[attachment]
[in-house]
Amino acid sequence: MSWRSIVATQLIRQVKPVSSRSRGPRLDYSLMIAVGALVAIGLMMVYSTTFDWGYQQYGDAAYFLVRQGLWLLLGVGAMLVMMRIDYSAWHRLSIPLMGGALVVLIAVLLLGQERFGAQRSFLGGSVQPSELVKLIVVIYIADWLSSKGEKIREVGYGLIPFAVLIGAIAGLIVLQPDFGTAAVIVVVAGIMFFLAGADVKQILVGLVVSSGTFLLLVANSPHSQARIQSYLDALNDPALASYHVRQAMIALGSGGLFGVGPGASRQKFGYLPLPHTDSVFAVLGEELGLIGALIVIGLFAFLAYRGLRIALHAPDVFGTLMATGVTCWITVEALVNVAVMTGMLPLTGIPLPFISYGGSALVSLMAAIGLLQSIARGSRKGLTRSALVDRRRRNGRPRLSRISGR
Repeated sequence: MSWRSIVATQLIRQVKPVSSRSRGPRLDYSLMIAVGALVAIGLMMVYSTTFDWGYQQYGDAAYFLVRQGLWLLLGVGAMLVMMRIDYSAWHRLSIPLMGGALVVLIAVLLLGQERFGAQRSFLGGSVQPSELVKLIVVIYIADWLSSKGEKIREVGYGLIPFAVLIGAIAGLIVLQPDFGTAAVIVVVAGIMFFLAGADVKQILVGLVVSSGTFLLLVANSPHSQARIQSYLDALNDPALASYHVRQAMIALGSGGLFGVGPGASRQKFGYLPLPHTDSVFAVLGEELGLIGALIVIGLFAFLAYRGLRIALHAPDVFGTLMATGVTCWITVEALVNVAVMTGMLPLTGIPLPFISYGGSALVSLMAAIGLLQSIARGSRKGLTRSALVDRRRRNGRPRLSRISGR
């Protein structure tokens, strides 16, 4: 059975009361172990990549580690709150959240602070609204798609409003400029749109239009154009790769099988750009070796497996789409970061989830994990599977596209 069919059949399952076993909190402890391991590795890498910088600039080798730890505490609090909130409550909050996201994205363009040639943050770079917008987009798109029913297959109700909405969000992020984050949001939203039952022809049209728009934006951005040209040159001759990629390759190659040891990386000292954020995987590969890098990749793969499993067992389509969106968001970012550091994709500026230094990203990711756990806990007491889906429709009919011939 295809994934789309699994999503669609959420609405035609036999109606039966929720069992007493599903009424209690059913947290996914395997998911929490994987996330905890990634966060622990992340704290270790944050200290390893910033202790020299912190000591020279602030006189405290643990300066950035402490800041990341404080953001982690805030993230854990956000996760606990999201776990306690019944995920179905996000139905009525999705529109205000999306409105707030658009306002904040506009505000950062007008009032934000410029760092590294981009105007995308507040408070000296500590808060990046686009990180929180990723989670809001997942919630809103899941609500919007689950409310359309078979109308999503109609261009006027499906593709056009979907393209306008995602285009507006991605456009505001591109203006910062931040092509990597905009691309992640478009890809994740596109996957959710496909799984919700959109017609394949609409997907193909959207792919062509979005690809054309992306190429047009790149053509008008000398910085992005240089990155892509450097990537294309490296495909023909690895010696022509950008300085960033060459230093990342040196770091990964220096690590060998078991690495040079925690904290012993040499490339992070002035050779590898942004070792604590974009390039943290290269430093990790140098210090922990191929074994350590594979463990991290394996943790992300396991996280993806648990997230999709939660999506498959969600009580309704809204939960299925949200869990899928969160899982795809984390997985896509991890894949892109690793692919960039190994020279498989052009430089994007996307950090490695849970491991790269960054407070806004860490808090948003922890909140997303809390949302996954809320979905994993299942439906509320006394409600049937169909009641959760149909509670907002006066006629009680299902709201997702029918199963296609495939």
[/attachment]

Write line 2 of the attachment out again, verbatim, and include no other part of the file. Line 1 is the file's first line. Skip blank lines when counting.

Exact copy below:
Amino acid sequence: MSWRSIVATQLIRQVKPVSSRSRGPRLDYSLMIAVGALVAIGLMMVYSTTFDWGYQQYGDAAYFLVRQGLWLLLGVGAMLVMMRIDYSAWHRLSIPLMGGALVVLIAVLLLGQERFGAQRSFLGGSVQPSELVKLIVVIYIADWLSSKGEKIREVGYGLIPFAVLIGAIAGLIVLQPDFGTAAVIVVVAGIMFFLAGADVKQILVGLVVSSGTFLLLVANSPHSQARIQSYLDALNDPALASYHVRQAMIALGSGGLFGVGPGASRQKFGYLPLPHTDSVFAVLGEELGLIGALIVIGLFAFLAYRGLRIALHAPDVFGTLMATGVTCWITVEALVNVAVMTGMLPLTGIPLPFISYGGSALVSLMAAIGLLQSIARGSRKGLTRSALVDRRRRNGRPRLSRISGR